Weak Week for the Redskins

July 18, 1994

The Washington Redskins football club did not enhance its image in the first week of zoning hearings on its proposed Laurel stadium. Now it's second down and still 10 yards to go.

After months of assurances that it is a good corporate citizen that can be trusted to plan and manage an enormous project, the Redskins organization came across as an group that doesn't have its act together.

First it came dangerously close to watching Anne Arundel Administrative Hearing Officer Robert C. Wilcox throw out its zoning request because of questions about whether the Redskins organization is registered to do business in Maryland. Mr. Wilcox ended up siding with the team since it did register -- just two days before the hearing began.

But, like us, he found it amazing that any applicant for a project of this scope would wait so long to take care of such a fundamental requirement. At best, he said, the team's legal standing was "held together with bubble gum and paper clips" -- not a ringing endorsement.

Its corporate standing was not the only thing the Redskins neglected until the last minute. The group didn't give the county its alternative site plan until two days before the hearing, either.

Mr. Wilcox refused to look at the team's proposal because he wants the county to get a chance to review it first. Then he postponed the hearing for two days to give opponents time to review documents the Redskins waited too long to turn over.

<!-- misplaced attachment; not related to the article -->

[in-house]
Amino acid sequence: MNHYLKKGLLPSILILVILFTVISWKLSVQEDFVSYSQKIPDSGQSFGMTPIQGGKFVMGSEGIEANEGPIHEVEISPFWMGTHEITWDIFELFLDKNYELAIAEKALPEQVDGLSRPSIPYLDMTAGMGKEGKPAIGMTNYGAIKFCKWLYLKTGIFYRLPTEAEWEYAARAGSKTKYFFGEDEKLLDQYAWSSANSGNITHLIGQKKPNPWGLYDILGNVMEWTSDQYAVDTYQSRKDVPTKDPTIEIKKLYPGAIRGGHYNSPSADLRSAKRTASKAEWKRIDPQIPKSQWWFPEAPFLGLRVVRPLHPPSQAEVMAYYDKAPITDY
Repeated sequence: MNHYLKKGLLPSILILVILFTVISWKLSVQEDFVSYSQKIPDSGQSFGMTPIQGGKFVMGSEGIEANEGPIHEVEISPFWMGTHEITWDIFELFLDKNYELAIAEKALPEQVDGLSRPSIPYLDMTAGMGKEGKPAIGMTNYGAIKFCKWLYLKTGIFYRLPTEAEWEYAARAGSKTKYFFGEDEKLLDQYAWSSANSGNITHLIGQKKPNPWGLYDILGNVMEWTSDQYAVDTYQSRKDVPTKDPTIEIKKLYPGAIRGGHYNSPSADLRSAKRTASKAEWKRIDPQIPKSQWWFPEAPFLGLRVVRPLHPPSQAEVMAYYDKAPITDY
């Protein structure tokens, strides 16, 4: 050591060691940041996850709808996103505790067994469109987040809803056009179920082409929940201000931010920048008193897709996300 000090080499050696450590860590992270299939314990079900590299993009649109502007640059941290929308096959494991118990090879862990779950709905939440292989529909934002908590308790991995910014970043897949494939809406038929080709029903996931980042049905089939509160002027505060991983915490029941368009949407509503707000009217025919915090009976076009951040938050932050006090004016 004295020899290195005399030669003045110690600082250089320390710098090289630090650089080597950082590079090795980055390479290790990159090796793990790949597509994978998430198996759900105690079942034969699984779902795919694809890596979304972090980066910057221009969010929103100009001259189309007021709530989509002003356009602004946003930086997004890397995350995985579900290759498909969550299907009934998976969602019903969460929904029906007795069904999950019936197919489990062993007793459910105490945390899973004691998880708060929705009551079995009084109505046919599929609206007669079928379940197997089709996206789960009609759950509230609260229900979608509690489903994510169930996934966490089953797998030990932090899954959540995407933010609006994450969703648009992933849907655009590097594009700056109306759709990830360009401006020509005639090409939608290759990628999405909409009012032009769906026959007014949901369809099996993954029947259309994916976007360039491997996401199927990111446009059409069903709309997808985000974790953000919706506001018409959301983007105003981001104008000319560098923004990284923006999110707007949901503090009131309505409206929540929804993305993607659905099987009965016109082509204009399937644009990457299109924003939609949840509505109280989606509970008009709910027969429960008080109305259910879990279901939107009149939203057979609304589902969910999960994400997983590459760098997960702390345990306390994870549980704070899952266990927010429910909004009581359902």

None of this may have a practical bearing on the outcome of this hearing; last-minute corrections and unexpected delays are common in large zoning cases. Still, such glitches are damaging to the Redskins. At the very least they create an impression of disorganization and subterfuge. They do nothing to inspire confidence. People are left to wonder: If the Redskins can't navigate a zoning hearing better than this, how can anybody expect the group to build a 78,600-seat stadium?

Perhaps owner Jack Kent Cooke is not overly concerned about such skepticism. After all, he doesn't need to win public trust to build this stadium -- he only has to meet zoning requirements. But since Mr. Cooke was the one who decided on the Laurel site, he has an obligation to prove his organization deserves our trust. He has marshaled a major public relations effort, telling people not to worry -- his group knows what it is doing.

Maybe Mr. Cooke thinks so. But his minions didn't show it last week.

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